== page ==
Stroll or shop in Saint-Malo’s Old Town inside the city walls, or practice sports such as sailing, tennis, windsurfing or simply swimming in the sea. Les Thermes Marins is a popular spa located just off the beach, where you can bathe in warm seawater.

Brittany is famous for its crepes and galettes. Crêpes are sweet and are made of wheat flour while Galettes are made of dark flour and their fillings can be anything from fried eggs to scallops. A visit to a creperie is a must and for the beverage be sure to try the local cider.

Nearby, there is the fishing town of Cancale with its famous oyster farms. A simple way to enjoy this delicacy is to buy half a dozen directly from farmers and eat them sitting on the beach.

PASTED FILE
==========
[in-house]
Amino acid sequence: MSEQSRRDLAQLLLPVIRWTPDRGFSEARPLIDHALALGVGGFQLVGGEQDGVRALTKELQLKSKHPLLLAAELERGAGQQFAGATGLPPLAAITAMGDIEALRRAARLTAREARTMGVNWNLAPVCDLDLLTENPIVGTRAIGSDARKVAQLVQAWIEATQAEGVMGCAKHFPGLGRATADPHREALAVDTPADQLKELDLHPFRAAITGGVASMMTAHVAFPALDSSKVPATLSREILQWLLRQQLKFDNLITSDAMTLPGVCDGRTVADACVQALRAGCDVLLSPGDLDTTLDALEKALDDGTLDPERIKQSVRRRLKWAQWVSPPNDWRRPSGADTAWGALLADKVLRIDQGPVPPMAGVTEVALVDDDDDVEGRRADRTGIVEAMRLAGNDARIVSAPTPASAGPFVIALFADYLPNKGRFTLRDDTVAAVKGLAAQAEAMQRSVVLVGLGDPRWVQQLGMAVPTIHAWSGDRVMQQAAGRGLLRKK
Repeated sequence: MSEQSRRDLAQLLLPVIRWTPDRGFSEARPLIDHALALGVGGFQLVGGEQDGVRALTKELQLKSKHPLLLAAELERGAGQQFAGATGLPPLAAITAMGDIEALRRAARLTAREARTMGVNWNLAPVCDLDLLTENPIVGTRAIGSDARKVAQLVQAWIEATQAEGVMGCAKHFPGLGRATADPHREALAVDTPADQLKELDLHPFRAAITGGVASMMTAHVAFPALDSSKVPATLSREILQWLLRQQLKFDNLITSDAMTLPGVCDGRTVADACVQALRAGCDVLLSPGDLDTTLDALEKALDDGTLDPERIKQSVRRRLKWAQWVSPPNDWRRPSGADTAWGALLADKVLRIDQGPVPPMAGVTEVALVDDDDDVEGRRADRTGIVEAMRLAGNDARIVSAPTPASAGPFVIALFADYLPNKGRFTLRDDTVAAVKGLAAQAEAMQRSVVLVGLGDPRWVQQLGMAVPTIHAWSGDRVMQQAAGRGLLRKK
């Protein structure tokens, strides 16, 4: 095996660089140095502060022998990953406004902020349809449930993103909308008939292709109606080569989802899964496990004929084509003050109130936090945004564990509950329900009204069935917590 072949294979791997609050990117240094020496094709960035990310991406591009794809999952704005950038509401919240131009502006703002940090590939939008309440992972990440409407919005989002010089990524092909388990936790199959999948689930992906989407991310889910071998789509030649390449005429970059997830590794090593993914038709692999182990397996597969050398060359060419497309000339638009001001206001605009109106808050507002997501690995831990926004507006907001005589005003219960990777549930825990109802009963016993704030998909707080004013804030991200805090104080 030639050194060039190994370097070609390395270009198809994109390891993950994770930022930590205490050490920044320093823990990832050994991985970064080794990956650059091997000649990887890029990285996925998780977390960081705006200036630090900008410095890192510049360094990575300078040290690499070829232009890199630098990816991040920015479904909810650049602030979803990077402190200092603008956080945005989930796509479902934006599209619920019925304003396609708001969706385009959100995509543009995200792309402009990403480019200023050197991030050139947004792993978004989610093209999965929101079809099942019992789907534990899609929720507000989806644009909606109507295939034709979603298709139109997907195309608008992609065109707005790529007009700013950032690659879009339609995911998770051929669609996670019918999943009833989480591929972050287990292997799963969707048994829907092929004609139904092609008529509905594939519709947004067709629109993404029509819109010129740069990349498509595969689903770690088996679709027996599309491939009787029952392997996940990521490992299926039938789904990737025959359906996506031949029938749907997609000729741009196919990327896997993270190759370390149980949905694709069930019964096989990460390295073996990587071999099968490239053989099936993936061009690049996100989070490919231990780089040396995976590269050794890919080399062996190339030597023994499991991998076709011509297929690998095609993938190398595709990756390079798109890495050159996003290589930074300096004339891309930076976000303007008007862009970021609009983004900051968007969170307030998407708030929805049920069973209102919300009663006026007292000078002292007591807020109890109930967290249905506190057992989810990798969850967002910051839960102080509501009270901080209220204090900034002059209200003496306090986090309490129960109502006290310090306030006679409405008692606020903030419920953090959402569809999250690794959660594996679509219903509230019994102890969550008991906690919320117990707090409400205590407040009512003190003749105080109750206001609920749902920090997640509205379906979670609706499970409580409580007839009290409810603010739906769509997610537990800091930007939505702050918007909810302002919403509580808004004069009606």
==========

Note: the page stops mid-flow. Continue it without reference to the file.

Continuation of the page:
There are plenty of walking paths along the coasts. But pay attention to the tide! Saint-Malo has the biggest differences between high and low tide and what in the morning is a lovely sandy beach can in a a few hours disappear under water.

For those interested in culture, there are plenty of churches, castles and manor houses, referred to here as “Malouinières”. They were built, in Saint-Malo-area, by Corsairs, that is, by privateers that, on the French king’s behalf, engaged in what we today would call piracy. It’s not for nothing that Saint-Malo is still today called “The Corsair City”.

There are many concerts, as well as traditional breton dances during the summer.